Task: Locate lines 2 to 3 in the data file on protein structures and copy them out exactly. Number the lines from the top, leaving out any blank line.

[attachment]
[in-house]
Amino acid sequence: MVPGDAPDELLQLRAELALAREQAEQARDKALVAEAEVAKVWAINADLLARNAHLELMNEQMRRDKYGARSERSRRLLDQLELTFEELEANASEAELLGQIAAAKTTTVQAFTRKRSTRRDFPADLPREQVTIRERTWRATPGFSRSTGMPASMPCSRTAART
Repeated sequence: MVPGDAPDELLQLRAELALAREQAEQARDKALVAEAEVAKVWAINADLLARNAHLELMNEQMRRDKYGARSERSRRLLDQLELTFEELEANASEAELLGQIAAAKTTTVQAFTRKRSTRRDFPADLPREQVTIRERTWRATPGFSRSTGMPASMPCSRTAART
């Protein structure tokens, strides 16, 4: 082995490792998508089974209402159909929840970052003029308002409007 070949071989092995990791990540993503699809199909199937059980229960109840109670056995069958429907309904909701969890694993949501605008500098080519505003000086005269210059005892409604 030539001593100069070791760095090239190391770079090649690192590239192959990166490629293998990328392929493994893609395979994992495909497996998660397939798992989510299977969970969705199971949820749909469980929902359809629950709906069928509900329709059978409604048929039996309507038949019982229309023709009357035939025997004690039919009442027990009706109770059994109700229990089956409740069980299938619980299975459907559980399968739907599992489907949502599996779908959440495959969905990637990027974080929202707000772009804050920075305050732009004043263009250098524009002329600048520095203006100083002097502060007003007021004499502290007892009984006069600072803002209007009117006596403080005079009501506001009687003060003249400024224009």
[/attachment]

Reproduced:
Amino acid sequence: MVPGDAPDELLQLRAELALAREQAEQARDKALVAEAEVAKVWAINADLLARNAHLELMNEQMRRDKYGARSERSRRLLDQLELTFEELEANASEAELLGQIAAAKTTTVQAFTRKRSTRRDFPADLPREQVTIRERTWRATPGFSRSTGMPASMPCSRTAART
Repeated sequence: MVPGDAPDELLQLRAELALAREQAEQARDKALVAEAEVAKVWAINADLLARNAHLELMNEQMRRDKYGARSERSRRLLDQLELTFEELEANASEAELLGQIAAAKTTTVQAFTRKRSTRRDFPADLPREQVTIRERTWRATPGFSRSTGMPASMPCSRTAART